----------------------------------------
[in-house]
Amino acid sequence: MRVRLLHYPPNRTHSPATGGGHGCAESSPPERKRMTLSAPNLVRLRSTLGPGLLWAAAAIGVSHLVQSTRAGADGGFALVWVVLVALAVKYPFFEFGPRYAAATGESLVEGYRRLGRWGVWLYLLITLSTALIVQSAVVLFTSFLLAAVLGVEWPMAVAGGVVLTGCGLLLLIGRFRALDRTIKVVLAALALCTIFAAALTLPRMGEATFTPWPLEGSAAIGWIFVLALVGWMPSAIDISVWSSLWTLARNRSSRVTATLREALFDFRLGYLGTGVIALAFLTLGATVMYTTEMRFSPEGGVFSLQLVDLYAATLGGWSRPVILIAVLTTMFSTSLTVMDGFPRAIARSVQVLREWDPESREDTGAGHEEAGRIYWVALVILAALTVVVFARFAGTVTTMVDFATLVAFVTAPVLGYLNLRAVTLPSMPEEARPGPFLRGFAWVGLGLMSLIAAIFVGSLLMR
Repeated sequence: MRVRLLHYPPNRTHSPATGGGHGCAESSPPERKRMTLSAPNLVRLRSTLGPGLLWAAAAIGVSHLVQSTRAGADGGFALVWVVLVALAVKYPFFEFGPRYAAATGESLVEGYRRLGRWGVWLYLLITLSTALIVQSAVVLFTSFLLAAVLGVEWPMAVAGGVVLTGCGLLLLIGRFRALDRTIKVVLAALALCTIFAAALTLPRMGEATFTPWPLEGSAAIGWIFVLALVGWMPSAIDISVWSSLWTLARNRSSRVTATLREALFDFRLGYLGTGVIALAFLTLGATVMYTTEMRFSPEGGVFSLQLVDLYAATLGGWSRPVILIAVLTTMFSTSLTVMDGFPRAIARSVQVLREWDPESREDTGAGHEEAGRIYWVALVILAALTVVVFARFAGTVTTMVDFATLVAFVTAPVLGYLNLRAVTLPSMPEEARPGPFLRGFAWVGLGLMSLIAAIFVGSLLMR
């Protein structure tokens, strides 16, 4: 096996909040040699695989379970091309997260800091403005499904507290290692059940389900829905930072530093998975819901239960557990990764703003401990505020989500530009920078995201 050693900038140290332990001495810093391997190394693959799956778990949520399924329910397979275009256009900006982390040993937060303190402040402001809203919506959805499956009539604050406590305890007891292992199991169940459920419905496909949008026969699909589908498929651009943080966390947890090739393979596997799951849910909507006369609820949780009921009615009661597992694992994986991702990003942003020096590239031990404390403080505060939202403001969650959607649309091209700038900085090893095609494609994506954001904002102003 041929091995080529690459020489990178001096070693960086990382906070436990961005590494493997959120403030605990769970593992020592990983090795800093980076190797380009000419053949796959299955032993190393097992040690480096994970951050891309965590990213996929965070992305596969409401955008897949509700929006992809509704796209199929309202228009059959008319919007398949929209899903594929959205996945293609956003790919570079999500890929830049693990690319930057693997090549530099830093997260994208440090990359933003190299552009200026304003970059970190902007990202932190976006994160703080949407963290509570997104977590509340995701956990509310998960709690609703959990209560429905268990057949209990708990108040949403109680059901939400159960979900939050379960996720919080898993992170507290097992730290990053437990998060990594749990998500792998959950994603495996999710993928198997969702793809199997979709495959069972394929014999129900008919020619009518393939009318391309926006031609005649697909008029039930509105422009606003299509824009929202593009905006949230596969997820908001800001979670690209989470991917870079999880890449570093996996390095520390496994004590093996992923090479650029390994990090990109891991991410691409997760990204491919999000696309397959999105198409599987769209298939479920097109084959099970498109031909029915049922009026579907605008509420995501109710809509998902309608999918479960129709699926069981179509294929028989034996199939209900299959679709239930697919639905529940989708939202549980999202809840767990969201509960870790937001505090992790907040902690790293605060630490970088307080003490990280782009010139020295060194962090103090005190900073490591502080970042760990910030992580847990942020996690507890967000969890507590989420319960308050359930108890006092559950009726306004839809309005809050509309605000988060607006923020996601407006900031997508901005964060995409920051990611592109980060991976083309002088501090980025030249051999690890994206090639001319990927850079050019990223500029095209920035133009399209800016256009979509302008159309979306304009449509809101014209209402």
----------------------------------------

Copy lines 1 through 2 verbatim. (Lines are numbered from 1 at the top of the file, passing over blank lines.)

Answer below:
[in-house]
Amino acid sequence: MRVRLLHYPPNRTHSPATGGGHGCAESSPPERKRMTLSAPNLVRLRSTLGPGLLWAAAAIGVSHLVQSTRAGADGGFALVWVVLVALAVKYPFFEFGPRYAAATGESLVEGYRRLGRWGVWLYLLITLSTALIVQSAVVLFTSFLLAAVLGVEWPMAVAGGVVLTGCGLLLLIGRFRALDRTIKVVLAALALCTIFAAALTLPRMGEATFTPWPLEGSAAIGWIFVLALVGWMPSAIDISVWSSLWTLARNRSSRVTATLREALFDFRLGYLGTGVIALAFLTLGATVMYTTEMRFSPEGGVFSLQLVDLYAATLGGWSRPVILIAVLTTMFSTSLTVMDGFPRAIARSVQVLREWDPESREDTGAGHEEAGRIYWVALVILAALTVVVFARFAGTVTTMVDFATLVAFVTAPVLGYLNLRAVTLPSMPEEARPGPFLRGFAWVGLGLMSLIAAIFVGSLLMR